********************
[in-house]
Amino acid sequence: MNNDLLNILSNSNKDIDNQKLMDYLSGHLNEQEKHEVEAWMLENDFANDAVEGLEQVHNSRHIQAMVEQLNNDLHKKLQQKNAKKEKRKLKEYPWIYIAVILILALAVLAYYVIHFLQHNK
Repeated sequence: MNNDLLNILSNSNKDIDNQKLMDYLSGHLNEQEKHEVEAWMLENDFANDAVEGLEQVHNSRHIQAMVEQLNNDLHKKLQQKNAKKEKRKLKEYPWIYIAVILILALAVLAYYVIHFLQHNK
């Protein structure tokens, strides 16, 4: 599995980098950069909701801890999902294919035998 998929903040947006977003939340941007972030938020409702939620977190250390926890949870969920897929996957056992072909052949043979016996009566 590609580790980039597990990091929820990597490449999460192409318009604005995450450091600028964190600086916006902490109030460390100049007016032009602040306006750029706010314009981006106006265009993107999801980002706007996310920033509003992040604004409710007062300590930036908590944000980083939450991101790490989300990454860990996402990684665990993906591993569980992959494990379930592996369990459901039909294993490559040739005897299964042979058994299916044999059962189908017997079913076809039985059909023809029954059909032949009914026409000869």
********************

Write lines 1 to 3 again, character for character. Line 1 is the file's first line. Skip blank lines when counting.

[in-house]
Amino acid sequence: MNNDLLNILSNSNKDIDNQKLMDYLSGHLNEQEKHEVEAWMLENDFANDAVEGLEQVHNSRHIQAMVEQLNNDLHKKLQQKNAKKEKRKLKEYPWIYIAVILILALAVLAYYVIHFLQHNK
Repeated sequence: MNNDLLNILSNSNKDIDNQKLMDYLSGHLNEQEKHEVEAWMLENDFANDAVEGLEQVHNSRHIQAMVEQLNNDLHKKLQQKNAKKEKRKLKEYPWIYIAVILILALAVLAYYVIHFLQHNK